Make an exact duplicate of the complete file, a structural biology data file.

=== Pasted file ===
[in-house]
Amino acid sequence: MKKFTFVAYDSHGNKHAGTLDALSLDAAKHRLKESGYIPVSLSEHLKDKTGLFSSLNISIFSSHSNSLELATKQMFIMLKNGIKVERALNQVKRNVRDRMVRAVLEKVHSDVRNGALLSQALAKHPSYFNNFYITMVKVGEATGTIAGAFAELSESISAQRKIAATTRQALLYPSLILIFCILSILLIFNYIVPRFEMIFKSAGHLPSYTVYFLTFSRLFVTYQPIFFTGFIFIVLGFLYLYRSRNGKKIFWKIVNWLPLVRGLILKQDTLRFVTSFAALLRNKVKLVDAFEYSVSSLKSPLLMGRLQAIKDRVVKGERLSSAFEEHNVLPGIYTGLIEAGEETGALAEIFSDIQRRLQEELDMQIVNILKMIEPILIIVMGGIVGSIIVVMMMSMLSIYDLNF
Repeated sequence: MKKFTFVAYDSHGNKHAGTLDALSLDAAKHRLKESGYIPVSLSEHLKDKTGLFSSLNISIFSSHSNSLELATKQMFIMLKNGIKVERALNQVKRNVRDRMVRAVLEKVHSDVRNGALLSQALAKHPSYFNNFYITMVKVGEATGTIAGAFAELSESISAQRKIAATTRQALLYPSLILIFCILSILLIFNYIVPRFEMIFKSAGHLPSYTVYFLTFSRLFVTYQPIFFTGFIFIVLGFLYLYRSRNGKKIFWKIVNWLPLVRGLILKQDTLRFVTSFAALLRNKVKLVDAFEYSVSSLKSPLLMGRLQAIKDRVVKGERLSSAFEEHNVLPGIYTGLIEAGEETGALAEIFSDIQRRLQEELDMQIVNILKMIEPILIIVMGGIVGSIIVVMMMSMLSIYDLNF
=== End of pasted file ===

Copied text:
[in-house]
Amino acid sequence: MKKFTFVAYDSHGNKHAGTLDALSLDAAKHRLKESGYIPVSLSEHLKDKTGLFSSLNISIFSSHSNSLELATKQMFIMLKNGIKVERALNQVKRNVRDRMVRAVLEKVHSDVRNGALLSQALAKHPSYFNNFYITMVKVGEATGTIAGAFAELSESISAQRKIAATTRQALLYPSLILIFCILSILLIFNYIVPRFEMIFKSAGHLPSYTVYFLTFSRLFVTYQPIFFTGFIFIVLGFLYLYRSRNGKKIFWKIVNWLPLVRGLILKQDTLRFVTSFAALLRNKVKLVDAFEYSVSSLKSPLLMGRLQAIKDRVVKGERLSSAFEEHNVLPGIYTGLIEAGEETGALAEIFSDIQRRLQEELDMQIVNILKMIEPILIIVMGGIVGSIIVVMMMSMLSIYDLNF
Repeated sequence: MKKFTFVAYDSHGNKHAGTLDALSLDAAKHRLKESGYIPVSLSEHLKDKTGLFSSLNISIFSSHSNSLELATKQMFIMLKNGIKVERALNQVKRNVRDRMVRAVLEKVHSDVRNGALLSQALAKHPSYFNNFYITMVKVGEATGTIAGAFAELSESISAQRKIAATTRQALLYPSLILIFCILSILLIFNYIVPRFEMIFKSAGHLPSYTVYFLTFSRLFVTYQPIFFTGFIFIVLGFLYLYRSRNGKKIFWKIVNWLPLVRGLILKQDTLRFVTSFAALLRNKVKLVDAFEYSVSSLKSPLLMGRLQAIKDRVVKGERLSSAFEEHNVLPGIYTGLIEAGEETGALAEIFSDIQRRLQEELDMQIVNILKMIEPILIIVMGGIVGSIIVVMMMSMLSIYDLNF